Scientific Publications Database

Article Title: Prediction of Freezing of Gait in Parkinson's Disease Using Unilateral and Bilateral Plantar-Pressure Data
Authors: Pardoel, Scott; Nantel, Julie; Kofman, Jonathan; Lemaire, Edward D.
Date of Publication:2022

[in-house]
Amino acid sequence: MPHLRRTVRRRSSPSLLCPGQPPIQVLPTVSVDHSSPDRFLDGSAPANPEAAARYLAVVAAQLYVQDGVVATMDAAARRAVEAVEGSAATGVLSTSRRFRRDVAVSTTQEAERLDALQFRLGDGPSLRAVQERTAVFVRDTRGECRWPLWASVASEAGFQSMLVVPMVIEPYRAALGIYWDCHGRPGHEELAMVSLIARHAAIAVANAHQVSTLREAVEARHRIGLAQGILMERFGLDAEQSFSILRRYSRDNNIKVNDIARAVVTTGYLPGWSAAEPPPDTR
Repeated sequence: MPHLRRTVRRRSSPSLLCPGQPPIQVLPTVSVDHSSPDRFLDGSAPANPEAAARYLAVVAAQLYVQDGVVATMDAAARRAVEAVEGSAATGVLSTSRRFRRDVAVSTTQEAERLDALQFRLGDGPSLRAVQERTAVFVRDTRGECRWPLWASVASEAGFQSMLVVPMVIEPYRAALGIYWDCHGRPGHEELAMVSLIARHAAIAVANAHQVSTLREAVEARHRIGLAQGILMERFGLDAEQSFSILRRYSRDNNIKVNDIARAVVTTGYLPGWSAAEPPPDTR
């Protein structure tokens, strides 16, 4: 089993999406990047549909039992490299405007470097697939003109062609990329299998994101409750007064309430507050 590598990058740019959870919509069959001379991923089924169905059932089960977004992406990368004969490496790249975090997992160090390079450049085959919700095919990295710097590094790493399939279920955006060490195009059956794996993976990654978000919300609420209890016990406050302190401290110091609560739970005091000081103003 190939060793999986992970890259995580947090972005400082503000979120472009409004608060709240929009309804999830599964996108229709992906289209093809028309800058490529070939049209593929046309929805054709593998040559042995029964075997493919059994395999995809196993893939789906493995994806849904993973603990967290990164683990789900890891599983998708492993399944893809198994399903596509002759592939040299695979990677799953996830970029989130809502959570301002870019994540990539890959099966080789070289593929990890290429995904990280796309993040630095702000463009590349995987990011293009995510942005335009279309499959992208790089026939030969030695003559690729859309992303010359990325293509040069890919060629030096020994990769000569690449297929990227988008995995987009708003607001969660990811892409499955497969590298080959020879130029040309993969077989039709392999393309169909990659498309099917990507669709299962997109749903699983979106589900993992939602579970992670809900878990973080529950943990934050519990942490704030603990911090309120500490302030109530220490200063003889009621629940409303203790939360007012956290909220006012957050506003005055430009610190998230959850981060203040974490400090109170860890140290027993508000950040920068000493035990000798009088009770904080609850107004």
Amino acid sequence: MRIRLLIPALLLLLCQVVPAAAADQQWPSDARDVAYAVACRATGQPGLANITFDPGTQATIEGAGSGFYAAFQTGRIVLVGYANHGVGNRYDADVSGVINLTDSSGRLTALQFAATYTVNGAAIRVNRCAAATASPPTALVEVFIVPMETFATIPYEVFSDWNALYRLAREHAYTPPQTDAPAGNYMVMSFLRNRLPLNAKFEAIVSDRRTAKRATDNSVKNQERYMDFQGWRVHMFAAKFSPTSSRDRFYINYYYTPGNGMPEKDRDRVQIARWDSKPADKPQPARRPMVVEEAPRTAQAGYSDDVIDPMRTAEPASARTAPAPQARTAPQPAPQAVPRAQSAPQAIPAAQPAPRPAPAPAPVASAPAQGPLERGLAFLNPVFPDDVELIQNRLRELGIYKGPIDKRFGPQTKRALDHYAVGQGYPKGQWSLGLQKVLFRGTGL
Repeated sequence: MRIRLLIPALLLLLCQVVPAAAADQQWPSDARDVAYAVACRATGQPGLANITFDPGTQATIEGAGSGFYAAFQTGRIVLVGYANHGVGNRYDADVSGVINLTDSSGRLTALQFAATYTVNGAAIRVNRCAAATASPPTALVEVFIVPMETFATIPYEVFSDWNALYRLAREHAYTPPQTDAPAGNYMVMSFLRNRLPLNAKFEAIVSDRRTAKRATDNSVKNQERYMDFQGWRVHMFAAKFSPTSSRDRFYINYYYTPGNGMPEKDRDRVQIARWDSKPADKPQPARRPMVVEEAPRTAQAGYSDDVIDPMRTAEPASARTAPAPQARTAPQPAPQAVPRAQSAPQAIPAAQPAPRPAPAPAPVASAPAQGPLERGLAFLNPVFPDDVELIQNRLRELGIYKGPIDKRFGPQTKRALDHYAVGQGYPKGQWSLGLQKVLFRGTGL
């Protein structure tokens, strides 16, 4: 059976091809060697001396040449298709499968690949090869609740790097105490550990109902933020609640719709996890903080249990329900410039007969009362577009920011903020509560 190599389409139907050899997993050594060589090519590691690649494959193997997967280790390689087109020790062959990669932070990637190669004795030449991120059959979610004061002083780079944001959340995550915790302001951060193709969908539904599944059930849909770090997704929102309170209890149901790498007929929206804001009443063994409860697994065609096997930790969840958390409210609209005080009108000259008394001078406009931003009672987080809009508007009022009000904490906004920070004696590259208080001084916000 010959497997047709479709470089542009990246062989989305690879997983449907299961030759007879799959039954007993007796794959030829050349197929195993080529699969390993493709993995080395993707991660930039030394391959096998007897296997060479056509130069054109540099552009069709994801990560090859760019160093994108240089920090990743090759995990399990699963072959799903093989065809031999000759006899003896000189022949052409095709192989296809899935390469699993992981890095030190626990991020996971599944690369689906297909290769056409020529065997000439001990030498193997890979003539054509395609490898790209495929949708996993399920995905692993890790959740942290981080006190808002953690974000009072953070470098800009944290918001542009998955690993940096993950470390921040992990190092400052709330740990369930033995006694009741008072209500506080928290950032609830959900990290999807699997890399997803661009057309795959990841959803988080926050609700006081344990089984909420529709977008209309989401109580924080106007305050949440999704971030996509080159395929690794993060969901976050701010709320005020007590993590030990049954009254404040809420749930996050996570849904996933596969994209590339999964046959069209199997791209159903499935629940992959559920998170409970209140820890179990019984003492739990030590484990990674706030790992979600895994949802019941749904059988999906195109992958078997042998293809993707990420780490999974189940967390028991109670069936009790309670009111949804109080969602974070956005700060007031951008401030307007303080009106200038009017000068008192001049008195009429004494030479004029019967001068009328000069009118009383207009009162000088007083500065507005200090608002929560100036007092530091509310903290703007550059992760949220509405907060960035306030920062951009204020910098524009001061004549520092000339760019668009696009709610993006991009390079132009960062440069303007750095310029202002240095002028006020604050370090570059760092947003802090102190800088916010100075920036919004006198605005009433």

BackgroundFreezing of gait (FOG) is an intermittent walking disturbance experienced by people with Parkinson's disease (PD). FOG has been linked to falling, injury, and overall reduced mobility. Wearable sensor-based devices can detect freezes already in progress and provide a cue to help the person resume walking. While this is helpful, predicting FOG episodes before onset and providing a timely cue may prevent the freeze from occurring. Wearable sensors mounted on various body parts have been used to develop FOG prediction systems. Despite the known asymmetry of PD motor symptom manifestation, the difference between the most affected side (MAS) and least affected side (LAS) is rarely considered in FOG detection and prediction studies. MethodsTo examine the effect of using data from the MAS, LAS, or both limbs for FOG prediction, plantar pressure data were collected during a series of walking trials and used to extract time and frequency-based features. Three datasets were created using plantar pressure data from the MAS, LAS, and both sides together. ReliefF feature selection was performed. FOG prediction models were trained using the top 5, 10, 15, 20, 25, or 30 features for each dataset. ResultsThe best models were the MAS model with 15 features and the LAS and bilateral models with 5 features. The LAS model had the highest sensitivity (79.5%) and identified the highest percentage of FOG episodes (94.9%). The MAS model achieved the highest specificity (84.9%) and lowest false positive rate (1.9 false positives/walking trial). Overall, the bilateral model was best with 77.3% sensitivity and 82.9% specificity. In addition, the bilateral model identified 94.2% of FOG episodes an average of 0.8 s before FOG onset. Compared to the bilateral model, the LAS model had a higher false positive rate; however, the bilateral and LAS models were similar in all the other evaluation metrics. ConclusionThe LAS model would have similar FOG prediction performance to the bilateral model at the cost of slightly more false positives. Given the advantages of single sensor systems, the increased false positive rate may be acceptable to people with PD. Therefore, a single plantar pressure sensor placed on the LAS could be used to develop a FOG prediction system and produce performance similar to a bilateral system.